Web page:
By this time we were thoroughly famished and, on the recommendation of our walking tour guide, we headed to a nearby pub for a rather late lunch. We opted for pork knuckle with a cabbage slaw, and a mixed plate of meats with sauerkraut and the traditional potato pancakes and bread dumplings. Washing it down with a couple of cheap ciders we were more than content when we wandered back toward the market square in the warm glow of our few afternoon drinks. We took another moment to marvel at the beauty of the historic buildings flanking the square, and shake our heads in dismay at the scaffolding covering the face of the famous astronomical clock on the town hall, which is being restored until September. I must say it seems like a bad idea to carry out these works during prime tourism season, but then it’s probably a weather based decision. You have to commend them for installing a sheet of fabric on the exterior of the scaffolding with an image of the clock though (its a poor substitute, but then its better than nothing).
Figuring we wouldn’t need dinner as we were quite full and it was already after 4pm,we decided to simply end our day with yet another chimney cake with ice cream (I know it may be becoming an addiction). In our defence though, these were our first ones cooked over coals, and although they were a little drier than the ones on Brno, the light smoke flavour added immensely to the whole experience.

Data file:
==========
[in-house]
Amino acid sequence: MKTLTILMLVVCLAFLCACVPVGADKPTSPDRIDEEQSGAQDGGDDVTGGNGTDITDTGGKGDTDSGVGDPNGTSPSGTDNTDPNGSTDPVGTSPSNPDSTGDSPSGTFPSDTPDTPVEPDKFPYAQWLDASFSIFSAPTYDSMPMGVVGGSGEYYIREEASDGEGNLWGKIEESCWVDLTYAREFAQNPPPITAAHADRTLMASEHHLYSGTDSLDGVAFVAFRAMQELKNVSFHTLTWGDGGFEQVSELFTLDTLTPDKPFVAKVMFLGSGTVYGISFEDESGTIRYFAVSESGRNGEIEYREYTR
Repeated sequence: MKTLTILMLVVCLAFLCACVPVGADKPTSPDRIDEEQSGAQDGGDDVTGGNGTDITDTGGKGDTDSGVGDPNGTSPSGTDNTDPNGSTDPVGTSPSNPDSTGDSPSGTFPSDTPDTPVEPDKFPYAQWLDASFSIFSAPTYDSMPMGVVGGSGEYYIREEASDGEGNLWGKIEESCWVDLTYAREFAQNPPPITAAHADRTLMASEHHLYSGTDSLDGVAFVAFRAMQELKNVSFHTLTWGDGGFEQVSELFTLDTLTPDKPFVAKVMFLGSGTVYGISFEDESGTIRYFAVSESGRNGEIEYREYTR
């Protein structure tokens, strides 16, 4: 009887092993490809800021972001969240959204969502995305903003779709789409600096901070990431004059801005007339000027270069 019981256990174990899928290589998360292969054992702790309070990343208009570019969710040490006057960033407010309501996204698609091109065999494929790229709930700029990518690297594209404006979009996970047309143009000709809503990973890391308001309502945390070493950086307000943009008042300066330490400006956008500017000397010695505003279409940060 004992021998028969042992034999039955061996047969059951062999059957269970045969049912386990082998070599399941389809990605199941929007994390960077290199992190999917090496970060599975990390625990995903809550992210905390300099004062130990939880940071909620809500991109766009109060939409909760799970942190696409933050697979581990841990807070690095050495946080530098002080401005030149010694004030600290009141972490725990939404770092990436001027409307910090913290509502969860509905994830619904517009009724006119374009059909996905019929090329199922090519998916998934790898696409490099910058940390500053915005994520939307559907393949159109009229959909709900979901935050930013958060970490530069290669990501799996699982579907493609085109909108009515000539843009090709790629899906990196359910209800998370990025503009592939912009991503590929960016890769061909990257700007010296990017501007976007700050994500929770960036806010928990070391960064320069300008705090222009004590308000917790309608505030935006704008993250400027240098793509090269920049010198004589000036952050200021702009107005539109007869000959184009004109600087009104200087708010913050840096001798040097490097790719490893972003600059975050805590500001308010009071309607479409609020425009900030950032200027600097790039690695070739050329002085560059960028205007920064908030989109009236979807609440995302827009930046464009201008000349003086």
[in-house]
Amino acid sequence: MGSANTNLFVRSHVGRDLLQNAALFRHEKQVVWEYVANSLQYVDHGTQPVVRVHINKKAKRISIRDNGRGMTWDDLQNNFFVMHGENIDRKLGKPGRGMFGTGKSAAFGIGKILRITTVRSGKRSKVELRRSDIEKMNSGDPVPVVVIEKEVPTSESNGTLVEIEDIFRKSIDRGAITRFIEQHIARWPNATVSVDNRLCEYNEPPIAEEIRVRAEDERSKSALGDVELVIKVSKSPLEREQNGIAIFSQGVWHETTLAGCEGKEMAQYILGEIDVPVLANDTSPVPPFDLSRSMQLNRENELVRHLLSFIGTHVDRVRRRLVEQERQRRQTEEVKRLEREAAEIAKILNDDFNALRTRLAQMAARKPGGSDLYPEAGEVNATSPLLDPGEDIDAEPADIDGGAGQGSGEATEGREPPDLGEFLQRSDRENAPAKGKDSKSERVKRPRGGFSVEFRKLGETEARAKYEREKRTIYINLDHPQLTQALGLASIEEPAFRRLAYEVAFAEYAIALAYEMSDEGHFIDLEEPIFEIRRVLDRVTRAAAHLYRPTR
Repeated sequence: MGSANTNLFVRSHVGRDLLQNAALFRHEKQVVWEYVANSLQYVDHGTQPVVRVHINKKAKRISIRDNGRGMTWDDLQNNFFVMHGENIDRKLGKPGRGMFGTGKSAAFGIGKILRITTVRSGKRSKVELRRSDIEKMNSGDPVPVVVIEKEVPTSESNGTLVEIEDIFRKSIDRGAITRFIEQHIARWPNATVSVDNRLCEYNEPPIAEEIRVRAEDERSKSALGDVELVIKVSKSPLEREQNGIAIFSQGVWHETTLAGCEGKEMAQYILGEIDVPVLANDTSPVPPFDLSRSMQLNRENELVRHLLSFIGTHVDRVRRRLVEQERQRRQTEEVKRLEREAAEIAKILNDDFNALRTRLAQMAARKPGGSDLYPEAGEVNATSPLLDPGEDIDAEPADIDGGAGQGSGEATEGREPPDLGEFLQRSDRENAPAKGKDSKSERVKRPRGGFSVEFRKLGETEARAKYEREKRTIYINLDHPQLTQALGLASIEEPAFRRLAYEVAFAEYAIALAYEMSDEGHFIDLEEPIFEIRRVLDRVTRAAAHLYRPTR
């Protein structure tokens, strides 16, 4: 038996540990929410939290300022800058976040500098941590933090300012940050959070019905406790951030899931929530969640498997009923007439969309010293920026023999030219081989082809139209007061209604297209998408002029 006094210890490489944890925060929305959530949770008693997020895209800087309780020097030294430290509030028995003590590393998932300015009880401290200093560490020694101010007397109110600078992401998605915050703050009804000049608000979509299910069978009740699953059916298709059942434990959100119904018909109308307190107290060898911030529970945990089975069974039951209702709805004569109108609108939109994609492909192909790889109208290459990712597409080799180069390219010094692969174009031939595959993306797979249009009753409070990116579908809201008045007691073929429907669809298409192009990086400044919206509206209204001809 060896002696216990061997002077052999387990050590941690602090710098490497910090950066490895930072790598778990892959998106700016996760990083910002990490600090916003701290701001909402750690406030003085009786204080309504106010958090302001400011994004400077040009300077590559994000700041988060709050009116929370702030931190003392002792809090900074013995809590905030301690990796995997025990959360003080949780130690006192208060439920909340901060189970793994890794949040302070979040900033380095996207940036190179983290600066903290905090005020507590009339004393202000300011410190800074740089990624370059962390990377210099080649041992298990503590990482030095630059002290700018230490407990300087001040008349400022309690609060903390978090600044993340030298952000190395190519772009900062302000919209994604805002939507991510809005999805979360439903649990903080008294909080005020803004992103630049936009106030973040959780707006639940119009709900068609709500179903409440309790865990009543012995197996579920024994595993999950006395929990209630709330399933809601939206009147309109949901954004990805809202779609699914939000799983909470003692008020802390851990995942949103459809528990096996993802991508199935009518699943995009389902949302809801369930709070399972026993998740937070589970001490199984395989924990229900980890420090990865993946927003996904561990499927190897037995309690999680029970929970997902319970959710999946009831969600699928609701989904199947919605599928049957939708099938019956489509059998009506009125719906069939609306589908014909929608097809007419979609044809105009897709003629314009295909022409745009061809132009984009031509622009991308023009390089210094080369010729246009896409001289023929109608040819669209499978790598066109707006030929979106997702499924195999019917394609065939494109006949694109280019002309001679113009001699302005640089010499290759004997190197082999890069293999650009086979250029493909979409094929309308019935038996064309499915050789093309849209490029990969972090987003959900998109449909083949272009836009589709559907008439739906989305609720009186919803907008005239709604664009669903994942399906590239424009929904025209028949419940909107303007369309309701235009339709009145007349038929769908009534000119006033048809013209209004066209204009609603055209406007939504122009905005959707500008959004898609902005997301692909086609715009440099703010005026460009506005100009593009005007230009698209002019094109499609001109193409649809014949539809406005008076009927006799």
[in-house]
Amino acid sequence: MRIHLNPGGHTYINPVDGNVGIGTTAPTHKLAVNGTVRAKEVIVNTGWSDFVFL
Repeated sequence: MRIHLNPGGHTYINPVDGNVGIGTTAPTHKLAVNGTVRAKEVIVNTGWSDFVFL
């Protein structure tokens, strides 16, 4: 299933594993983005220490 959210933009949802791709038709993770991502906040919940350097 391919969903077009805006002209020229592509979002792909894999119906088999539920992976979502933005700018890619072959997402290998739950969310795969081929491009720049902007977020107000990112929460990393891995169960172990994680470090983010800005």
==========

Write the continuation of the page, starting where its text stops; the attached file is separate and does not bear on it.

At last it was time to retire for the day, spending the last of the waning light in our room working on blogs and such, before eventually settling in to sleep. I must say, I learnt a lot about the Czech Republic in just this one short day, and I am impressed by its resilience in the face of so many different take overs, rulings by other countries, and such a violent and tragic past. It is refreshing to see optimism in a generation who still remember being behind the iron curtain, and to still see a deep connection to the culture and history of the region despite all of its border changes, and outside influences over the centuries. They have seemingly swept the pain under the rug, and atop of it they have sat a heavy chair in which their bright future sits, this is not to say the pain is forgotten, it is simply not what they wish to focus on. Those lucky enough to have survived it all came out of the fire strong, and they will be the solid shoulders this nation is carried into the future on.